For policymakers, humanitarians, civil society, and all stakeholders concerned with global peace, this analysis provides a roadmap that underscores the value of collaboration in the ever-evolving peacekeeping landscape.

Source: "Partnership Peacekeeping Works: What Does this Mean in a Divided World?" by Corinne Bara and Maurice P. Schumann, The Global Observatory, October 17, 2023.

Commentary by ARAC International: Linking Partnership Peacekeeping to Global Peace Frameworks

The IPI Global Observatory report  by Bara and Schumann elucidates the value of partnership peacekeeping, a mode of operation that has seen the UN cooperate with regional organizations, ad-hoc coalitions, and single member states. What stands out from their comprehensive assessment is the potential synergy that partnership peacekeeping brings to the table. However, to truly understand the ramifications of this report's findings, it's pivotal to place them within the framework of internationally recognized peace and cooperation guidelines. In this context, let's delve into how their insights resonate with Sustainable Development Goals (SDGs) 16 and 17, the Institute for Economics and Peace (IEP) Positive Peace framework, and the US Global Fragility Act.

1. SDGs 16 and 17: Peace, Justice, and Strong Institutions & Partnerships for the Goals

  • SDG 16 emphasizes the promotion of peaceful and inclusive societies, the provision of access to justice for all, and the creation of accountable and inclusive institutions at all levels. The effectiveness of partnership peacekeeping, as underscored in the report, complements these targets by leveraging the strengths of diverse actors to ensure stability, justice, and an effective response to violence.
  • SDG 17 underscores the role of partnerships in achieving the SDGs. Partnership peacekeeping inherently embodies this spirit. When UN peacekeeping operations work in tandem with regional bodies, the collaborative efforts often yield better results, making it a testament to the power of global cooperation in achieving peace.

2. IEP's Positive Peace Framework:

  • IEP's framework is grounded in the idea that true peace is not just the absence of violence but the presence of attitudes, institutions, and structures that create and sustain peaceful societies. Partnership peacekeeping aligns with this by not only addressing direct violence but by fostering an environment where mediation, institution-building, and other non-violent interventions thrive. When regional forces address immediate threats, it allows the UN to mediate, provide aid, engage in institution-building, and drive other positive peace-building efforts.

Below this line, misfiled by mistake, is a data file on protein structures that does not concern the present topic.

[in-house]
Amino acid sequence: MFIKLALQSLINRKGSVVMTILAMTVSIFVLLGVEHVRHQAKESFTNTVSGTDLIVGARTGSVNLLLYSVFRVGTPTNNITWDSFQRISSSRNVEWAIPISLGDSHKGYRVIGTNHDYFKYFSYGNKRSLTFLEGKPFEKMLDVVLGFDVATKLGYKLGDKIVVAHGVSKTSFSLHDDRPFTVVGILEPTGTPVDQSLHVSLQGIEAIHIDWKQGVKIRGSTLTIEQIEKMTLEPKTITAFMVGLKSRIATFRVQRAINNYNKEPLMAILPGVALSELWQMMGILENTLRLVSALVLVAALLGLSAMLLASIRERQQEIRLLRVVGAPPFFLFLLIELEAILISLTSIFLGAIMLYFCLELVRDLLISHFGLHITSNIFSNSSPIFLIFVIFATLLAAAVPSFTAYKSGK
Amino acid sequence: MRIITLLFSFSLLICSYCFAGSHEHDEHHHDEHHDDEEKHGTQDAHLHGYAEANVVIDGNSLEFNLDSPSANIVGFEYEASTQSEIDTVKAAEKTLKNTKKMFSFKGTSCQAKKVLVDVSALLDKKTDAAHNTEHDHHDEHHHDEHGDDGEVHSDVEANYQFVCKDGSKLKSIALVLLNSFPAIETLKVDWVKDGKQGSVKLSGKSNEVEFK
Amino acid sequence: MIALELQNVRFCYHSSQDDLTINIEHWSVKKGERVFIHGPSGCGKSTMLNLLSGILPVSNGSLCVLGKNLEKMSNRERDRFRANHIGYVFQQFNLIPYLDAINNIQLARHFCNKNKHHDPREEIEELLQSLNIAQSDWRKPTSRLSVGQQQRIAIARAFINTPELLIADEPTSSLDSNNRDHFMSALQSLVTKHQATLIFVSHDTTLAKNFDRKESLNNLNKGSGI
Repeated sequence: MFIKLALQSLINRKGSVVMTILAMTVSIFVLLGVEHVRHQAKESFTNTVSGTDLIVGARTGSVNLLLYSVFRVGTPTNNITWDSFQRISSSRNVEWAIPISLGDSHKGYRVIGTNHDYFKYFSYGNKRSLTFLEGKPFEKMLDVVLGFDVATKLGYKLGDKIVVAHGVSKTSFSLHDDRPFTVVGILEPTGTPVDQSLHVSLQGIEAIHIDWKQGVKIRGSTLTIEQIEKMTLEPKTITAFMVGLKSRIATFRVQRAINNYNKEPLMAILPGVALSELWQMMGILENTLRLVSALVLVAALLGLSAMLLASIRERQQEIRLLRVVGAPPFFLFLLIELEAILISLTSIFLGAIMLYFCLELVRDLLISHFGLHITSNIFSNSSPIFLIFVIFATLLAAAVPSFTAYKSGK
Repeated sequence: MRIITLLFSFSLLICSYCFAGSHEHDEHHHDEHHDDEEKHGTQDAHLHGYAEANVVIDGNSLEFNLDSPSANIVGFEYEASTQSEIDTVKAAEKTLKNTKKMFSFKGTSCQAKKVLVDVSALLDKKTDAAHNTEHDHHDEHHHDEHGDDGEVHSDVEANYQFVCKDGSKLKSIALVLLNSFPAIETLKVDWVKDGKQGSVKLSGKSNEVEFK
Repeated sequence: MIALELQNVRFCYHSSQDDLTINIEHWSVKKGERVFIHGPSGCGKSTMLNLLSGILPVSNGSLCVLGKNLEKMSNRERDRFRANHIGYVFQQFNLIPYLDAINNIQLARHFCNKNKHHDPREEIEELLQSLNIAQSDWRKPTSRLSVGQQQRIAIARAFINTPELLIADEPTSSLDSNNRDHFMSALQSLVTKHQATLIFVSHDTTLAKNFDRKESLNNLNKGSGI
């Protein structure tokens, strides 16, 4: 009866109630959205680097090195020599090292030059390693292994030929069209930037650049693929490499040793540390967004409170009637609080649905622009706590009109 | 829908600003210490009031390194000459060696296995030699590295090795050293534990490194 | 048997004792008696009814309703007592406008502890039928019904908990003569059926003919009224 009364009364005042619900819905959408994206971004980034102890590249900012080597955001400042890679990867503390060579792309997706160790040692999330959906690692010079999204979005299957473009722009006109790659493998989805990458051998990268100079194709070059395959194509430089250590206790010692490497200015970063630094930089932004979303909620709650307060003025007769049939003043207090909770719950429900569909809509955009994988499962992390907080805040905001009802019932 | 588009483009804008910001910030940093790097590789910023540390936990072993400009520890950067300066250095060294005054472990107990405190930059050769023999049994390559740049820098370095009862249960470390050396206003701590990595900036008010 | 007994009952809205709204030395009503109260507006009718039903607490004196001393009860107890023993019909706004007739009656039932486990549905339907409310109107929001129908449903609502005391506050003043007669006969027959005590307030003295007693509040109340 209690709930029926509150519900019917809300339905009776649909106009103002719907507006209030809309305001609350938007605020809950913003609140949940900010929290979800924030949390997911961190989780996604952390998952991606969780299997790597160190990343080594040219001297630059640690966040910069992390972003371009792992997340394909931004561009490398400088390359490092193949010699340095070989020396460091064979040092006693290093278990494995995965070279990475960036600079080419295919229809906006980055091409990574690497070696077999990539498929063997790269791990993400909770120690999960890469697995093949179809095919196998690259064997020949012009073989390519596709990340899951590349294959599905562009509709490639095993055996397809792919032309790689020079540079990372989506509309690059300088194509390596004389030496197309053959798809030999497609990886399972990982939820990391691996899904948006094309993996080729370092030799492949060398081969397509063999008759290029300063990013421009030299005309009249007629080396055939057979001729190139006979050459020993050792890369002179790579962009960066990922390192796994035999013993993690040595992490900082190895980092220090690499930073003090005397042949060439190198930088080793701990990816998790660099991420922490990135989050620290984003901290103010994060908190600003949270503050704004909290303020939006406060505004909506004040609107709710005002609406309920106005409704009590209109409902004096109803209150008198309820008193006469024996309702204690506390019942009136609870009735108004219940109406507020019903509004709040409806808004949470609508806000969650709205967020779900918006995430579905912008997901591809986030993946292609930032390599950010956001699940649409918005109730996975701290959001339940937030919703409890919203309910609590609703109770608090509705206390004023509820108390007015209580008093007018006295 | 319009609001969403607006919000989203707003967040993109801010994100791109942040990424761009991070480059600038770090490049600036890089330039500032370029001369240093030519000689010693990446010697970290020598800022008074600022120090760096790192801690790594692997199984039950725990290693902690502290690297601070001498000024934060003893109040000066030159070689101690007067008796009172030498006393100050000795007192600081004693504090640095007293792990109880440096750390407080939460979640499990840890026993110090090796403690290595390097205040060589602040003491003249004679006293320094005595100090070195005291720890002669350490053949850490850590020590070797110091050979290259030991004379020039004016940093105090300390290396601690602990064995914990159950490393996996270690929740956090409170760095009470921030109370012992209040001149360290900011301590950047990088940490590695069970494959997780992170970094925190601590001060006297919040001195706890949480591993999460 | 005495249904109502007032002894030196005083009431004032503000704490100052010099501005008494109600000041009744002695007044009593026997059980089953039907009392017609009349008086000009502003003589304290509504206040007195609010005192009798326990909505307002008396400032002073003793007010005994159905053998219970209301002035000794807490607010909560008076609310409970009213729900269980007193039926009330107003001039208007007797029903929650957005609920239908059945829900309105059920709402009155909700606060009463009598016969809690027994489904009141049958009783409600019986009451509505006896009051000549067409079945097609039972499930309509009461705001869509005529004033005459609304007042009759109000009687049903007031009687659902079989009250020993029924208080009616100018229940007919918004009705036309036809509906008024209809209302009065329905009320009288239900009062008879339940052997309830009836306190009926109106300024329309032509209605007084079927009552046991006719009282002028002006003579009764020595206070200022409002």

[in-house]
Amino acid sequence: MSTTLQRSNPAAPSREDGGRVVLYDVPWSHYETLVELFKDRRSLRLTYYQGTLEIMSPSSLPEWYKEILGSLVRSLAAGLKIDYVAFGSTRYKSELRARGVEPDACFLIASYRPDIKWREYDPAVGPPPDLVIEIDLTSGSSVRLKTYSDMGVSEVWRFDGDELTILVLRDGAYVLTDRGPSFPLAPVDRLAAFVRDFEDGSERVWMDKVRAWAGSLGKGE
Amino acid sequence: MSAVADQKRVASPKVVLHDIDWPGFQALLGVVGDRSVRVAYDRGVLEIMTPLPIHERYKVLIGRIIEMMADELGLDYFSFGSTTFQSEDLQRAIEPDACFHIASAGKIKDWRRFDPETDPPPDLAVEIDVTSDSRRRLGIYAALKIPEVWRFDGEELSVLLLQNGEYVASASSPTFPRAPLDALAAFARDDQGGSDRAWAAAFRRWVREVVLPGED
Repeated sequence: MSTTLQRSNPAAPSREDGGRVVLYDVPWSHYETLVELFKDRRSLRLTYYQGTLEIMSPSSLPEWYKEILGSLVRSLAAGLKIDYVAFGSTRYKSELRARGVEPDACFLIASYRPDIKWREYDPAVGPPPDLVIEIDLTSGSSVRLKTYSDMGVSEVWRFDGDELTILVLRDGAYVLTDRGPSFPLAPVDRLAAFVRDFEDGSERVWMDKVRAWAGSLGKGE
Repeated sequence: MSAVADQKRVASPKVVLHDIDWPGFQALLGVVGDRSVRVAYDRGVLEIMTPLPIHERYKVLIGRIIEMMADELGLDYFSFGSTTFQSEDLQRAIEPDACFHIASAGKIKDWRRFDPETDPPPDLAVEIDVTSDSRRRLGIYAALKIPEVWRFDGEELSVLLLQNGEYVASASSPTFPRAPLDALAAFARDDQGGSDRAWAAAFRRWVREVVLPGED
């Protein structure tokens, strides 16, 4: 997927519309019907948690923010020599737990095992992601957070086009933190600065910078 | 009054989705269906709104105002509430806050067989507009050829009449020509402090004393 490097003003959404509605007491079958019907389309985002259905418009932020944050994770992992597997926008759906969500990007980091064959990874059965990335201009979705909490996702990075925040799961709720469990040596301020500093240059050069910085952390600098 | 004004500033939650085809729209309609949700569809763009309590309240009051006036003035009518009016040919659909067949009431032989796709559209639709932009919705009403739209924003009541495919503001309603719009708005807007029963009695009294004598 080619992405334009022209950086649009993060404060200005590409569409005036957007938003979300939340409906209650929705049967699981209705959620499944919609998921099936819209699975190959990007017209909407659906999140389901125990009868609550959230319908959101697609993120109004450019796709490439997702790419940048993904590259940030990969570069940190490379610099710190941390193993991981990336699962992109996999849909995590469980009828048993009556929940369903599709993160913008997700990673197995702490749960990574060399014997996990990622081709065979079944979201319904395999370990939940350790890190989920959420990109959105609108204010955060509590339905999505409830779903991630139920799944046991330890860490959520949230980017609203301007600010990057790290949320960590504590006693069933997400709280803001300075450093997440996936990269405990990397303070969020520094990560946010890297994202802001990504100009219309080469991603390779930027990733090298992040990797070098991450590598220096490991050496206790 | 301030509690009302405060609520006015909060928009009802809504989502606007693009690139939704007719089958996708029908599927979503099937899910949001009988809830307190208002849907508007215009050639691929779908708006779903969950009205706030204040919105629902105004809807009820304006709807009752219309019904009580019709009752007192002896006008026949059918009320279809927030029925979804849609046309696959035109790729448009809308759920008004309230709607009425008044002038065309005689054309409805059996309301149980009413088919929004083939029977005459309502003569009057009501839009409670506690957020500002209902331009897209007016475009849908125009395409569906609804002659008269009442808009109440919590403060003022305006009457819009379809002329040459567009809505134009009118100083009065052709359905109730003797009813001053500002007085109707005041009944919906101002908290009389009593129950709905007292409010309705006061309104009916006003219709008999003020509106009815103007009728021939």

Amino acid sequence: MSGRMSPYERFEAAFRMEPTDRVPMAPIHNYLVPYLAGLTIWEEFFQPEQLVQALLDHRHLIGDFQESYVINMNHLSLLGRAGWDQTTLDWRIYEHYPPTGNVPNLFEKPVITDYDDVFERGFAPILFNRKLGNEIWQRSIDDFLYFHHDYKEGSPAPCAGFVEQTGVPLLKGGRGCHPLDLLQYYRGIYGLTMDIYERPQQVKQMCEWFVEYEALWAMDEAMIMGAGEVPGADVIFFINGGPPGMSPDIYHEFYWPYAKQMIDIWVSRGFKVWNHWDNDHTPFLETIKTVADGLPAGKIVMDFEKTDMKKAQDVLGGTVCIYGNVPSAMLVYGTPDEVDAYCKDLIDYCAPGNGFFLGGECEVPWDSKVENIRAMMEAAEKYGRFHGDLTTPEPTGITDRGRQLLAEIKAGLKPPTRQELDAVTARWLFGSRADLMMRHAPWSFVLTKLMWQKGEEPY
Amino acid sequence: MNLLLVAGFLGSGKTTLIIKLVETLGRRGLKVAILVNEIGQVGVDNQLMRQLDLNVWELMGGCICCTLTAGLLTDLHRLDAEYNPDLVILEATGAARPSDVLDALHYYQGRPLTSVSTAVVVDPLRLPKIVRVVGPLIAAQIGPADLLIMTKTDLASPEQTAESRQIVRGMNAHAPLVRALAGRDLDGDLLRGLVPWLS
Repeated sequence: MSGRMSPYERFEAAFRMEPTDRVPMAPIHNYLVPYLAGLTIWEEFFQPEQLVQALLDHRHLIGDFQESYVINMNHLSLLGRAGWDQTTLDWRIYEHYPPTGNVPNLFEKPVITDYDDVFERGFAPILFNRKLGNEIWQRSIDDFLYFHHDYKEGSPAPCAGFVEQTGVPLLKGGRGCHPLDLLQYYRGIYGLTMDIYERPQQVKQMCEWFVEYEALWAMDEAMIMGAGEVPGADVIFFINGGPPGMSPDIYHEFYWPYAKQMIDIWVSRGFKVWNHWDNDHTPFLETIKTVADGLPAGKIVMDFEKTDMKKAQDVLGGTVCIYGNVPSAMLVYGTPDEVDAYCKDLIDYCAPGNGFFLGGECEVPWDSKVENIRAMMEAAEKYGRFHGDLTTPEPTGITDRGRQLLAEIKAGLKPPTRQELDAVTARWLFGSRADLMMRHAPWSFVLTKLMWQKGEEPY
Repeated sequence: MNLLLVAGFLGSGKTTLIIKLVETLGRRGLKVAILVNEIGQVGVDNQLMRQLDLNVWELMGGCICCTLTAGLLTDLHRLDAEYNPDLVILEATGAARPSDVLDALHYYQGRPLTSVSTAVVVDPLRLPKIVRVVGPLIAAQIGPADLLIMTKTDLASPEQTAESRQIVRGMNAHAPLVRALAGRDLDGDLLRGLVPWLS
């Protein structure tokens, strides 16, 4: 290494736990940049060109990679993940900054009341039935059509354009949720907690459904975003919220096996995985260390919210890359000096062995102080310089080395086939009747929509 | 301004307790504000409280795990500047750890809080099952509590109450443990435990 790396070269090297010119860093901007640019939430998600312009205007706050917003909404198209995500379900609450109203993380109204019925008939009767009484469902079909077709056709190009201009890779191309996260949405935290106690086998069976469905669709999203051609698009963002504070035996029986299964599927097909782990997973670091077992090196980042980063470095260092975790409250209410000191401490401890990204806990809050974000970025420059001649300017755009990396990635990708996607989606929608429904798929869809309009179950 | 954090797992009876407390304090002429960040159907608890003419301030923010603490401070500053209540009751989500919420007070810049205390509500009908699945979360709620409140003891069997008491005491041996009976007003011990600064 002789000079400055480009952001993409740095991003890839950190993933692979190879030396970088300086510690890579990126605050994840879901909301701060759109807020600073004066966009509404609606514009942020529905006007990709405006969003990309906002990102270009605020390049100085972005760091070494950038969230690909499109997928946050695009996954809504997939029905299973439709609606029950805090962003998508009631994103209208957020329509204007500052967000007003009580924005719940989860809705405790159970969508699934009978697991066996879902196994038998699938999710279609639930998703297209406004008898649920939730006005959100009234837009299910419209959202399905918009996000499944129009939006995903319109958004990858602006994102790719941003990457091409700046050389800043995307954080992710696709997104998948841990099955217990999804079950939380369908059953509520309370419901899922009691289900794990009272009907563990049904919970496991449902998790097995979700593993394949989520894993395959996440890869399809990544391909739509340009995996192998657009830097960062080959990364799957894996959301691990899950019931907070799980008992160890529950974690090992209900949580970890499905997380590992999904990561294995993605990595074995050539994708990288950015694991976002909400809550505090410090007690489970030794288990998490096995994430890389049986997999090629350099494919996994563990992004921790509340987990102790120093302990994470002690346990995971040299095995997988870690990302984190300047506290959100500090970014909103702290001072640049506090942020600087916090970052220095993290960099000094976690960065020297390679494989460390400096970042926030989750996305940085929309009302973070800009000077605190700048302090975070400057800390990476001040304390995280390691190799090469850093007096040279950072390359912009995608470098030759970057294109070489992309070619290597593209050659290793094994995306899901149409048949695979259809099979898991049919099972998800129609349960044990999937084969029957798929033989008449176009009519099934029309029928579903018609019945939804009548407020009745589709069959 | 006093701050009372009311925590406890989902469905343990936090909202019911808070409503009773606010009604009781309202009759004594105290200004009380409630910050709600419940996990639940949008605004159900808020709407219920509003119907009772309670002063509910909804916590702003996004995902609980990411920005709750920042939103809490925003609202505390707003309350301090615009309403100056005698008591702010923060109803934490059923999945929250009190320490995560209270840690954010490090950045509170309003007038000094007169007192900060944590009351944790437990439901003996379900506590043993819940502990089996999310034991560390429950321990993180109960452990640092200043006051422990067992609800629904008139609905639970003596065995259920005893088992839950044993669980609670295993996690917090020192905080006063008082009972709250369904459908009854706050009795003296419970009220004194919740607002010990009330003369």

3. US Global Fragility Act:

  • This Act is designed to address the root causes of violence through stabilization efforts and by aligning US strategies with those of its international partners. Partnership peacekeeping's premise, as outlined in the report, is in line with this act. The parallel deployment of the UN and non-UN missions can ensure a comprehensive approach where military actions are balanced with political strategies, thereby addressing fragility in a holistic manner.

In conclusion, the insights from IPI's Global Observatory report not only shed light on the operational advantages of partnership peacekeeping but also its alignment with globally recognized peace and cooperation frameworks. As nations and organizations continue their quest for global peace and stability, the role of partnership peacekeeping, with its synergy and complementary strengths, remains more relevant than ever. Recognizing its alignment with the aforementioned frameworks ensures a strategic and coordinated approach to fostering peace and mitigating conflict worldwide.

ARAC International